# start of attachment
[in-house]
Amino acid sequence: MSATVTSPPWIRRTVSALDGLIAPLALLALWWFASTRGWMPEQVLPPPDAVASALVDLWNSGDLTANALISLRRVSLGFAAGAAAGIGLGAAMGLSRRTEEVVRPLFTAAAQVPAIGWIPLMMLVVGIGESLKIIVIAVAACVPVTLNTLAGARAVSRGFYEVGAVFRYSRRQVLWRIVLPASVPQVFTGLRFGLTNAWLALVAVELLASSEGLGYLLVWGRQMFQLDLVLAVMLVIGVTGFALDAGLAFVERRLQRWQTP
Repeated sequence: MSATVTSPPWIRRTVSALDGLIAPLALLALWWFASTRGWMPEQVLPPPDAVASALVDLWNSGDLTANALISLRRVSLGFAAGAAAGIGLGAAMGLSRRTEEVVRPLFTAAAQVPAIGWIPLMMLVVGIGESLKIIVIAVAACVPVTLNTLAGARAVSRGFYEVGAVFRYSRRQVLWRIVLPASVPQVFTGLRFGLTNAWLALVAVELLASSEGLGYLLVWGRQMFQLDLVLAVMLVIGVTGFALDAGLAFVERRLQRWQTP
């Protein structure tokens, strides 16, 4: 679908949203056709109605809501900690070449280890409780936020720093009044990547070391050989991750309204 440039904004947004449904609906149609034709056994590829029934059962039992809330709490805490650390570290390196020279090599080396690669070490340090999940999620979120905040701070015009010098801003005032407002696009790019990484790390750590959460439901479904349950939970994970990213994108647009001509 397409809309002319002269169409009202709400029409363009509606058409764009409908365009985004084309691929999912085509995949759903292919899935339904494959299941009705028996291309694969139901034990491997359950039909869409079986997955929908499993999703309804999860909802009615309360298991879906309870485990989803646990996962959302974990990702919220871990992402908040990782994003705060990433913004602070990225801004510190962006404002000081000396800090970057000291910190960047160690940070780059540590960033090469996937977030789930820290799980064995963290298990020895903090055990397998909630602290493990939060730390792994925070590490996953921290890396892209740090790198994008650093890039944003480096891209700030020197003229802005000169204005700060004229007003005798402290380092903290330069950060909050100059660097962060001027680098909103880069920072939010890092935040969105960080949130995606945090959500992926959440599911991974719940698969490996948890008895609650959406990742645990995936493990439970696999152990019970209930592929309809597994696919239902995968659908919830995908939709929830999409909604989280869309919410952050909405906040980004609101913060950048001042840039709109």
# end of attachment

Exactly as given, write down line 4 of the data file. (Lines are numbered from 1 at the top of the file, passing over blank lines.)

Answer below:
């Protein structure tokens, strides 16, 4: 679908949203056709109605809501900690070449280890409780936020720093009044990547070391050989991750309204 440039904004947004449904609906149609034709056994590829029934059962039992809330709490805490650390570290390196020279090599080396690669070490340090999940999620979120905040701070015009010098801003005032407002696009790019990484790390750590959460439901479904349950939970994970990213994108647009001509 397409809309002319002269169409009202709400029409363009509606058409764009409908365009985004084309691929999912085509995949759903292919899935339904494959299941009705028996291309694969139901034990491997359950039909869409079986997955929908499993999703309804999860909802009615309360298991879906309870485990989803646990996962959302974990990702919220871990992402908040990782994003705060990433913004602070990225801004510190962006404002000081000396800090970057000291910190960047160690940070780059540590960033090469996937977030789930820290799980064995963290298990020895903090055990397998909630602290493990939060730390792994925070590490996953921290890396892209740090790198994008650093890039944003480096891209700030020197003229802005000169204005700060004229007003005798402290380092903290330069950060909050100059660097962060001027680098909103880069920072939010890092935040969105960080949130995606945090959500992926959440599911991974719940698969490996948890008895609650959406990742645990995936493990439970696999152990019970209930592929309809597994696919239902995968659908919830995908939709929830999409909604989280869309919410952050909405906040980004609101913060950048001042840039709109």